After over 150 years vacant, Trafalgar Square’s so-called Fourth Plinth, has been welcoming contemporary works of art to grace the top of its stone pedestal since 1999.
Artists whose work have been displayed on the Fourth Plinth include Mark Wallinger, Rachel Whiteread and Anthony Gormley. The current sculpture is Really Good by David Shrigley, a 7-metre tall bronze hand with a massively elongated thumb extending skywards.
The implication of the thumbs-up imagery of Really Good is a positive affirmation that all is well. But should it be left to the artist to make this call?
For over a decade, observers of the Fourth Plinth merry-go-round have believed not. They have taken it into their own hands to decide whether the art displayed is ‘really good’, or ‘really not’. The method of displaying this appraisal is perfectly simple.
If you believe that the work of art on the Fourth Plinth really is ‘really good’ then you walk in front of the base of the plinth in a clockwise direction to fully appreciate it. On the other hand, if you consider the work of art on the Fourth Plinth to be ‘really not’, you should perform a circuit of the plinth in an anticlockwise, or ‘widdershins’ direction.
The complete circumnavigation is made somewhat tricky by the presence of the stone staircase next to the plinth, which connects the Fountains level of the Square with the Gallery level. Novice Circumnavigators overcome this problem by performing a simple “pass-by” in front of the plinth in the direction of their choice; more seasoned critics perform the entire loop, which involves going up (or down) the stairs, walking along the promenade parallel to the front of the National Gallery and then down (or up) the steps next to the equestrian statue of King George IV, and so back around again.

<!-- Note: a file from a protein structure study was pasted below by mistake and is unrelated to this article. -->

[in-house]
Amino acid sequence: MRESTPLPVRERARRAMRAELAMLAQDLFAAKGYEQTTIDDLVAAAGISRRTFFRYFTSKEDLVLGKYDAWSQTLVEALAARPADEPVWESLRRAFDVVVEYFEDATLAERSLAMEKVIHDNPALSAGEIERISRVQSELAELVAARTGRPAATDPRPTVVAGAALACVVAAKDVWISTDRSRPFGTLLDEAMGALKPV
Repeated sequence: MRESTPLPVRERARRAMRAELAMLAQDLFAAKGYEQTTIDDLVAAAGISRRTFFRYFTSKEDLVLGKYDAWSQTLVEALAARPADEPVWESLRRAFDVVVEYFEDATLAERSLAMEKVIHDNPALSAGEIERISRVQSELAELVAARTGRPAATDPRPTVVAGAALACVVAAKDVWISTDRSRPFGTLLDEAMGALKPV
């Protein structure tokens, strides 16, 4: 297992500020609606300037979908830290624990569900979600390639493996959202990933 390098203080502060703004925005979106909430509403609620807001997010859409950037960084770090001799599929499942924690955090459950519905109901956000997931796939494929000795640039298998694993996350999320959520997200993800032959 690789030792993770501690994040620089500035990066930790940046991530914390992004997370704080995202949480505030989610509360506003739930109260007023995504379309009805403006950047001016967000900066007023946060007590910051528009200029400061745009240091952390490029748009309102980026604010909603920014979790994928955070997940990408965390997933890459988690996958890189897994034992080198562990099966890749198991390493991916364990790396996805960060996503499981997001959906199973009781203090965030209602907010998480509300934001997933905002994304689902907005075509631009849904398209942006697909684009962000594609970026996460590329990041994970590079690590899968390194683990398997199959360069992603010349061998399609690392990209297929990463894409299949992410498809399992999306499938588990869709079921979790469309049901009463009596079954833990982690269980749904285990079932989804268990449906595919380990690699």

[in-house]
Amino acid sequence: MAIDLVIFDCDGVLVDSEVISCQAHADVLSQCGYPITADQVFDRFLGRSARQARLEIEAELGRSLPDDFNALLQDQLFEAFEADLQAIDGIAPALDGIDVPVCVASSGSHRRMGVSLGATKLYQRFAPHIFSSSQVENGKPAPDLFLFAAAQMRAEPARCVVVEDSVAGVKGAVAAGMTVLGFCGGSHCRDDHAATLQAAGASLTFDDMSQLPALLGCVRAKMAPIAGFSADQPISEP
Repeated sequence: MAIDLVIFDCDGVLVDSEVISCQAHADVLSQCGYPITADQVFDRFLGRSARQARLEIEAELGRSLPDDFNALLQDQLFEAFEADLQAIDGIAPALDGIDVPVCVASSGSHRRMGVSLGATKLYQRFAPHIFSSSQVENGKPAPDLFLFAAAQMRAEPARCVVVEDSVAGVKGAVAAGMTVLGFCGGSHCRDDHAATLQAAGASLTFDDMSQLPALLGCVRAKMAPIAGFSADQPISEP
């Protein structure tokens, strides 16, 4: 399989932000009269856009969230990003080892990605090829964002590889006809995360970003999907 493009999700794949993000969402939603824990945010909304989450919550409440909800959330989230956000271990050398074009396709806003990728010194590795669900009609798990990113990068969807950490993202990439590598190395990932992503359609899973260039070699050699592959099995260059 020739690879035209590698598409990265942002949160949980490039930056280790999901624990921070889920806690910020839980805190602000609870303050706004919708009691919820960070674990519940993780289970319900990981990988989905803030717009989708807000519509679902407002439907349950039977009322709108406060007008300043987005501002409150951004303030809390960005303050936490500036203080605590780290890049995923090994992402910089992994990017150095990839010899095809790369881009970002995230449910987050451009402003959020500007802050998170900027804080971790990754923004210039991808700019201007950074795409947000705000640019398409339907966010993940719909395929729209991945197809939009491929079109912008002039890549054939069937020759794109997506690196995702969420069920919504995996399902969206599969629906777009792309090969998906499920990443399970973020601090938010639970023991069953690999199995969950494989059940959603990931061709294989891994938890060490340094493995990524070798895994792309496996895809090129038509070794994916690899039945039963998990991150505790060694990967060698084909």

Some works of art on the Fourth Plinth, which have divided public opinion have resulted in significant logjams around the base of the plinth, the Clockwisers coming face-to-face with the Widdershiners in a confrontational stand-off. However, when there is a situation of general artistic concord, it is wonderful site to witness the Circumnavigators harmoniously circling in perfect unity.
David Shrigley may be attempting to subtly canvas public opinion in his favour with his optimistically titled work, but Fourth Plinth Circumnavigators are not so easily influenced. They know their own minds. They know art. And they know what they like.